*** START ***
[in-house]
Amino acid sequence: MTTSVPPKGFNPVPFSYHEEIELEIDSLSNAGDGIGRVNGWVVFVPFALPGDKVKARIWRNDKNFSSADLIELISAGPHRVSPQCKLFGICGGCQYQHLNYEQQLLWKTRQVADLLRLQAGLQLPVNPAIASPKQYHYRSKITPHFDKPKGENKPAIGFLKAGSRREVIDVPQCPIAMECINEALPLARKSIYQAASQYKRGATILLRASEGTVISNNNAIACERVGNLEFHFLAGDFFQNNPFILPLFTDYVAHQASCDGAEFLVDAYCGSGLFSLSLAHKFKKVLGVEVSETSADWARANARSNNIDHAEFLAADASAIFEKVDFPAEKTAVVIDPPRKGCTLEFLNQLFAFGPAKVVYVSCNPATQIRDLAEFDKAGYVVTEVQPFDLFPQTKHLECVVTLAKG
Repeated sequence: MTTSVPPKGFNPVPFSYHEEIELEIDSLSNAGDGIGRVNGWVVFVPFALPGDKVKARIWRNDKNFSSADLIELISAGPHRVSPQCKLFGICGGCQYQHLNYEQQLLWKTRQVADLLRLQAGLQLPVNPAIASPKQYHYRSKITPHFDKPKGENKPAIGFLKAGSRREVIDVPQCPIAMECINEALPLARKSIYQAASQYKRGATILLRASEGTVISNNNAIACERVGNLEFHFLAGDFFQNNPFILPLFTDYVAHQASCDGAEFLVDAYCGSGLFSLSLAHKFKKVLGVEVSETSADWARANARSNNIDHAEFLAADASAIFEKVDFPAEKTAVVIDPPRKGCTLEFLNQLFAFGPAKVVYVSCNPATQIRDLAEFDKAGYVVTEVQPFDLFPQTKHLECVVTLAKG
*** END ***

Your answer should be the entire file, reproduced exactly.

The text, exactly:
[in-house]
Amino acid sequence: MTTSVPPKGFNPVPFSYHEEIELEIDSLSNAGDGIGRVNGWVVFVPFALPGDKVKARIWRNDKNFSSADLIELISAGPHRVSPQCKLFGICGGCQYQHLNYEQQLLWKTRQVADLLRLQAGLQLPVNPAIASPKQYHYRSKITPHFDKPKGENKPAIGFLKAGSRREVIDVPQCPIAMECINEALPLARKSIYQAASQYKRGATILLRASEGTVISNNNAIACERVGNLEFHFLAGDFFQNNPFILPLFTDYVAHQASCDGAEFLVDAYCGSGLFSLSLAHKFKKVLGVEVSETSADWARANARSNNIDHAEFLAADASAIFEKVDFPAEKTAVVIDPPRKGCTLEFLNQLFAFGPAKVVYVSCNPATQIRDLAEFDKAGYVVTEVQPFDLFPQTKHLECVVTLAKG
Repeated sequence: MTTSVPPKGFNPVPFSYHEEIELEIDSLSNAGDGIGRVNGWVVFVPFALPGDKVKARIWRNDKNFSSADLIELISAGPHRVSPQCKLFGICGGCQYQHLNYEQQLLWKTRQVADLLRLQAGLQLPVNPAIASPKQYHYRSKITPHFDKPKGENKPAIGFLKAGSRREVIDVPQCPIAMECINEALPLARKSIYQAASQYKRGATILLRASEGTVISNNNAIACERVGNLEFHFLAGDFFQNNPFILPLFTDYVAHQASCDGAEFLVDAYCGSGLFSLSLAHKFKKVLGVEVSETSADWARANARSNNIDHAEFLAADASAIFEKVDFPAEKTAVVIDPPRKGCTLEFLNQLFAFGPAKVVYVSCNPATQIRDLAEFDKAGYVVTEVQPFDLFPQTKHLECVVTLAKG